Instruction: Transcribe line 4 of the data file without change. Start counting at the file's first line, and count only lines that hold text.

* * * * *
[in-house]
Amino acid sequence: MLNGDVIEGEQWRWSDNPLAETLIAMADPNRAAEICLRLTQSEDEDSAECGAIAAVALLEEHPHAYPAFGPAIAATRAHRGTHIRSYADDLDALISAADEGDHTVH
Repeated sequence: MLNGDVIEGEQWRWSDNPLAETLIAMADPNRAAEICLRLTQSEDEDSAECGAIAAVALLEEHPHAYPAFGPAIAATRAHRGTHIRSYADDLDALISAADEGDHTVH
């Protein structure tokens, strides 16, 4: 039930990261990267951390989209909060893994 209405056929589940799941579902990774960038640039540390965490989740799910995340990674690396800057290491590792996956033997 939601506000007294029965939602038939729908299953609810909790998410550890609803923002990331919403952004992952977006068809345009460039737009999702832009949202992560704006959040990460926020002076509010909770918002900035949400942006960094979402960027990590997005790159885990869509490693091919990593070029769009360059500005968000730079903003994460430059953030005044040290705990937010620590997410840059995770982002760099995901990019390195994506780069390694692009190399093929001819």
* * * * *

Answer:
């Protein structure tokens, strides 16, 4: 039930990261990267951390989209909060893994 209405056929589940799941579902990774960038640039540390965490989740799910995340990674690396800057290491590792996956033997 939601506000007294029965939602038939729908299953609810909790998410550890609803923002990331919403952004992952977006068809345009460039737009999702832009949202992560704006959040990460926020002076509010909770918002900035949400942006960094979402960027990590997005790159885990869509490693091919990593070029769009360059500005968000730079903003994460430059953030005044040290705990937010620590997410840059995770982002760099995901990019390195994506780069390694692009190399093929001819």